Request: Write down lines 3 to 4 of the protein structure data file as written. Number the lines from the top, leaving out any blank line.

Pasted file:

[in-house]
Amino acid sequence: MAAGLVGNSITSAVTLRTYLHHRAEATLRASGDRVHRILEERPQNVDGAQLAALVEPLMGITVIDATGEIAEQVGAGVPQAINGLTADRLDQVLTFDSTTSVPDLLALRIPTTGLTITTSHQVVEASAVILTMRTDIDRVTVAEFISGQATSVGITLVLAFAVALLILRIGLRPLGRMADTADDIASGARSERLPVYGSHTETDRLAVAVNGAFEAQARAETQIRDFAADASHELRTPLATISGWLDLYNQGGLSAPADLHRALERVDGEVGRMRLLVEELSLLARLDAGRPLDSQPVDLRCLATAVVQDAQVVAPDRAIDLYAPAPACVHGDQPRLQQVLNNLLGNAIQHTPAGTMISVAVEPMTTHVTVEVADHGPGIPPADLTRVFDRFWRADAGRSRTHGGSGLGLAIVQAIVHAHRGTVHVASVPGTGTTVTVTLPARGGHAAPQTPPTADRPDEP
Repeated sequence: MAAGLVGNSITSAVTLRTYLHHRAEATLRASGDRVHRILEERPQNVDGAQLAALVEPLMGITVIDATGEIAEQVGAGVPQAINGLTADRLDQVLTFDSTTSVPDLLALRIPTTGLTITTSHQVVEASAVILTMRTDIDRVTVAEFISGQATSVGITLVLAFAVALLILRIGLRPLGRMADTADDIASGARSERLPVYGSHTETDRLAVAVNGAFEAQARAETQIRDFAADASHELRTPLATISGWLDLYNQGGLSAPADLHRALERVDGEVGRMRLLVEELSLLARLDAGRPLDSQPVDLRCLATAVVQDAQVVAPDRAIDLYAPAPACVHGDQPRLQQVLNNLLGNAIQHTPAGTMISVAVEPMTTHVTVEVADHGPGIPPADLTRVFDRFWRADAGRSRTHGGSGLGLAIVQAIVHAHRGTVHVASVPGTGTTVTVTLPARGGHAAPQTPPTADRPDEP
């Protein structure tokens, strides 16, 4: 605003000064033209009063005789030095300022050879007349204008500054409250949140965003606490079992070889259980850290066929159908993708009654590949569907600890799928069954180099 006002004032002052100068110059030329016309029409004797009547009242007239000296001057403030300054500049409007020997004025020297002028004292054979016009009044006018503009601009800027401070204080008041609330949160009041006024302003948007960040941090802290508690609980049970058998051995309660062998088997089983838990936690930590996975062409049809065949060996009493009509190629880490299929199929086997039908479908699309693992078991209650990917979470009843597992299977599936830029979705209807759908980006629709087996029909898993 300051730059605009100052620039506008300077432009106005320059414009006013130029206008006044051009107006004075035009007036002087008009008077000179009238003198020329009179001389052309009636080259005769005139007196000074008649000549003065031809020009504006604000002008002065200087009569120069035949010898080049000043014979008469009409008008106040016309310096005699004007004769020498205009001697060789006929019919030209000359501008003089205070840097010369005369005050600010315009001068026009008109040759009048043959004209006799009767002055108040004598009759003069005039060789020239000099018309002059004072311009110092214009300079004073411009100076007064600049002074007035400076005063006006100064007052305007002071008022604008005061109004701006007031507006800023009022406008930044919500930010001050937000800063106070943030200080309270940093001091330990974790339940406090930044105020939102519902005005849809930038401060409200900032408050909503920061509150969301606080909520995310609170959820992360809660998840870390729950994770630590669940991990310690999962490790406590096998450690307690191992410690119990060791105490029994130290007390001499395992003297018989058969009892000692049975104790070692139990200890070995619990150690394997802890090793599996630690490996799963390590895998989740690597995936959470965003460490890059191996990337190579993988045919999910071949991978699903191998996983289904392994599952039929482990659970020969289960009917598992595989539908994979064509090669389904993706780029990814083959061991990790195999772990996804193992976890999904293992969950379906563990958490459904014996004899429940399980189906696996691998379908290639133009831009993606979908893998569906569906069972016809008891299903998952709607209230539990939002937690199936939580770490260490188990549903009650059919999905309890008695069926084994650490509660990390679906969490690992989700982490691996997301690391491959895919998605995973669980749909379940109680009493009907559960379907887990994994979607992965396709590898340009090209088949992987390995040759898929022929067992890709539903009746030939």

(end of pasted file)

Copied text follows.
Repeated sequence: MAAGLVGNSITSAVTLRTYLHHRAEATLRASGDRVHRILEERPQNVDGAQLAALVEPLMGITVIDATGEIAEQVGAGVPQAINGLTADRLDQVLTFDSTTSVPDLLALRIPTTGLTITTSHQVVEASAVILTMRTDIDRVTVAEFISGQATSVGITLVLAFAVALLILRIGLRPLGRMADTADDIASGARSERLPVYGSHTETDRLAVAVNGAFEAQARAETQIRDFAADASHELRTPLATISGWLDLYNQGGLSAPADLHRALERVDGEVGRMRLLVEELSLLARLDAGRPLDSQPVDLRCLATAVVQDAQVVAPDRAIDLYAPAPACVHGDQPRLQQVLNNLLGNAIQHTPAGTMISVAVEPMTTHVTVEVADHGPGIPPADLTRVFDRFWRADAGRSRTHGGSGLGLAIVQAIVHAHRGTVHVASVPGTGTTVTVTLPARGGHAAPQTPPTADRPDEP
């Protein structure tokens, strides 16, 4: 605003000064033209009063005789030095300022050879007349204008500054409250949140965003606490079992070889259980850290066929159908993708009654590949569907600890799928069954180099 006002004032002052100068110059030329016309029409004797009547009242007239000296001057403030300054500049409007020997004025020297002028004292054979016009009044006018503009601009800027401070204080008041609330949160009041006024302003948007960040941090802290508690609980049970058998051995309660062998088997089983838990936690930590996975062409049809065949060996009493009509190629880490299929199929086997039908479908699309693992078991209650990917979470009843597992299977599936830029979705209807759908980006629709087996029909898993 300051730059605009100052620039506008300077432009106005320059414009006013130029206008006044051009107006004075035009007036002087008009008077000179009238003198020329009179001389052309009636080259005769005139007196000074008649000549003065031809020009504006604000002008002065200087009569120069035949010898080049000043014979008469009409008008106040016309310096005699004007004769020498205009001697060789006929019919030209000359501008003089205070840097010369005369005050600010315009001068026009008109040759009048043959004209006799009767002055108040004598009759003069005039060789020239000099018309002059004072311009110092214009300079004073411009100076007064600049002074007035400076005063006006100064007052305007002071008022604008005061109004701006007031507006800023009022406008930044919500930010001050937000800063106070943030200080309270940093001091330990974790339940406090930044105020939102519902005005849809930038401060409200900032408050909503920061509150969301606080909520995310609170959820992360809660998840870390729950994770630590669940991990310690999962490790406590096998450690307690191992410690119990060791105490029994130290007390001499395992003297018989058969009892000692049975104790070692139990200890070995619990150690394997802890090793599996630690490996799963390590895998989740690597995936959470965003460490890059191996990337190579993988045919999910071949991978699903191998996983289904392994599952039929482990659970020969289960009917598992595989539908994979064509090669389904993706780029990814083959061991990790195999772990996804193992976890999904293992969950379906563990958490459904014996004899429940399980189906696996691998379908290639133009831009993606979908893998569906569906069972016809008891299903998952709607209230539990939002937690199936939580770490260490188990549903009650059919999905309890008695069926084994650490509660990390679906969490690992989700982490691996997301690391491959895919998605995973669980749909379940109680009493009907559960379907887990994994979607992965396709590898340009090209088949992987390995040759898929022929067992890709539903009746030939």